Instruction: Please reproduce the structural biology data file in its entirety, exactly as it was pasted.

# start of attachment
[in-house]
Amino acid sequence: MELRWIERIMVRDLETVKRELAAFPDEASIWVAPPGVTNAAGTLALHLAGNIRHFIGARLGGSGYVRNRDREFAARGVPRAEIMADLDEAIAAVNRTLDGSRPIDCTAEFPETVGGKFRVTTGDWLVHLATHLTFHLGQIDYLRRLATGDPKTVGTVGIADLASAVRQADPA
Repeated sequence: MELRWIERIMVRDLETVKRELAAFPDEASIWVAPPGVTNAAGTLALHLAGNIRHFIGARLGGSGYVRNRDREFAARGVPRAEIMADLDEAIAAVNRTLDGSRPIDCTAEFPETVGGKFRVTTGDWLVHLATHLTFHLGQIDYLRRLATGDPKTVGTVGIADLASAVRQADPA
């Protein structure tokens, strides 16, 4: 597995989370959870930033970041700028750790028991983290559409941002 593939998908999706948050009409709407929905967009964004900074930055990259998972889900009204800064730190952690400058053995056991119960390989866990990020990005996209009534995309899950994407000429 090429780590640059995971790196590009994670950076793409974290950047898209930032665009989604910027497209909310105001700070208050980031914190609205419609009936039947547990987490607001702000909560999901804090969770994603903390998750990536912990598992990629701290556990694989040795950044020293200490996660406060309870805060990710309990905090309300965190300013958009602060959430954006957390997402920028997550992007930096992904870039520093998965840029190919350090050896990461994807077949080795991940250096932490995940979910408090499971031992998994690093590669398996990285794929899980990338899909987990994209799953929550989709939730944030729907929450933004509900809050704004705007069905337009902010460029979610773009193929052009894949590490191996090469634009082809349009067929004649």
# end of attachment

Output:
[in-house]
Amino acid sequence: MELRWIERIMVRDLETVKRELAAFPDEASIWVAPPGVTNAAGTLALHLAGNIRHFIGARLGGSGYVRNRDREFAARGVPRAEIMADLDEAIAAVNRTLDGSRPIDCTAEFPETVGGKFRVTTGDWLVHLATHLTFHLGQIDYLRRLATGDPKTVGTVGIADLASAVRQADPA
Repeated sequence: MELRWIERIMVRDLETVKRELAAFPDEASIWVAPPGVTNAAGTLALHLAGNIRHFIGARLGGSGYVRNRDREFAARGVPRAEIMADLDEAIAAVNRTLDGSRPIDCTAEFPETVGGKFRVTTGDWLVHLATHLTFHLGQIDYLRRLATGDPKTVGTVGIADLASAVRQADPA
């Protein structure tokens, strides 16, 4: 597995989370959870930033970041700028750790028991983290559409941002 593939998908999706948050009409709407929905967009964004900074930055990259998972889900009204800064730190952690400058053995056991119960390989866990990020990005996209009534995309899950994407000429 090429780590640059995971790196590009994670950076793409974290950047898209930032665009989604910027497209909310105001700070208050980031914190609205419609009936039947547990987490607001702000909560999901804090969770994603903390998750990536912990598992990629701290556990694989040795950044020293200490996660406060309870805060990710309990905090309300965190300013958009602060959430954006957390997402920028997550992007930096992904870039520093998965840029190919350090050896990461994807077949080795991940250096932490995940979910408090499971031992998994690093590669398996990285794929899980990338899909987990994209799953929550989709939730944030729907929450933004509900809050704004705007069905337009902010460029979610773009193929052009894949590490191996090469634009082809349009067929004649």